Luke Taylor

Grammar Grater®

with Luke Taylor

Episode 24: Temptations of the Flush

Anyone who has studied Western languages has come across the expression "false friends." These are words that resemble English ones but don't have the same meaning. For example, those who have studied French know that le coin isn't something you receive in change; it's the corner. Spanish speakers know you wouldn't want to wash your hands with sopa.

But one need not look outside the bounds of English for such mix-ups. Malapropisms—the mistaken use of a word in place of a similar-sounding one—can be hilarious. Benny Hill and Soupy Sales nearly made careers out of funny malapropisms. For the rest of us, however, malapropisms can either be funny ... or they might confuse other people.

One such confusable is flesh and flush. Nobody would ever say, "Flesh the toilet," but it's not uncommon to hear someone say they want to "flush out an idea" when they really mean to "flesh out an idea."

To flesh out means "to make more detailed." Imagine making a scarecrow or marionette. You'd start with a frame of sticks—like a skeleton—then you'd add stuffing, clothes, facial features and so on to make it more real. It would quite literally flesh out the puppet. The same goes for an idea. We might start with something that's bare bones, but then think it through until it's got some meat to it—flesh it out.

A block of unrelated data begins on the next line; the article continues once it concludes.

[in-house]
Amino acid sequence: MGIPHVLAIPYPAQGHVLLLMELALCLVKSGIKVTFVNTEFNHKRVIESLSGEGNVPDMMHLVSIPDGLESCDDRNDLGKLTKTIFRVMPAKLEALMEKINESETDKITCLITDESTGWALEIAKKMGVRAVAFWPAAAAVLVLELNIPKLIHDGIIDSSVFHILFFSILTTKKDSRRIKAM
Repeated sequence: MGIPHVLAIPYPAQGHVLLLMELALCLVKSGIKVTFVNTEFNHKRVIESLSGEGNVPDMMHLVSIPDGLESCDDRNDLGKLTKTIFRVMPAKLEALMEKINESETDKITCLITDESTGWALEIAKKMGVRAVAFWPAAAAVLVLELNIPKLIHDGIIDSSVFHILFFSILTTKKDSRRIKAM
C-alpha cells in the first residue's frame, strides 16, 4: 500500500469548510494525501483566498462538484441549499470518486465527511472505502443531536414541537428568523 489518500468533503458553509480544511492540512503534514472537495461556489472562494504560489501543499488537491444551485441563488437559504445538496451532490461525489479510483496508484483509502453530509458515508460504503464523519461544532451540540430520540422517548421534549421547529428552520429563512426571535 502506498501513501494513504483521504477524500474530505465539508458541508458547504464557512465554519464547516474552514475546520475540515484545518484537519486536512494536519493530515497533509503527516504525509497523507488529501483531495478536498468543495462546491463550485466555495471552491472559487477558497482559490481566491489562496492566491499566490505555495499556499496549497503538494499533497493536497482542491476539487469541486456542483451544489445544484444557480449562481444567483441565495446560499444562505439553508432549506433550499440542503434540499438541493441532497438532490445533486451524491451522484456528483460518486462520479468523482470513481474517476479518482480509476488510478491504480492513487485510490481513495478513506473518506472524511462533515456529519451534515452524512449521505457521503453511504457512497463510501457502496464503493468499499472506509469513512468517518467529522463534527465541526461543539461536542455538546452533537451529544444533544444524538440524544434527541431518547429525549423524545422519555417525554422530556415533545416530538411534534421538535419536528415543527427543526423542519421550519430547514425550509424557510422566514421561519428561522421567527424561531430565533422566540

Flush out can mean "to clean something by passing water through it." There's the obvious example of a toilet, which gets flushed. You can also flush out a car radiator, for example.

Flush out also means "to force out into the open" or "drive from a place of concealment." It makes me think of the hedge behind my house. Every time I walk past it, any finches and rabbits that are in the hedge scurry away. It's not my intention, but each time I walk past the hedge, I flush out all the little creatures (although they appear to be getting used to me now).

Perhaps it could also be said that we've just flushed out a pair of false friends.

Sources: Oxford Dictionary of Current English.

Music from this Episode: "In the Flesh" by Blondie; "Yakety Sax" by Boots Randolph; "Flushed from the Bathroom of Your Heart" by Johnny Cash.

MPR News
Radio

Listen Now

On Air

BBC Newshour

Other Radio Streams from MPR

Classical MPR
Radio Heartland

Services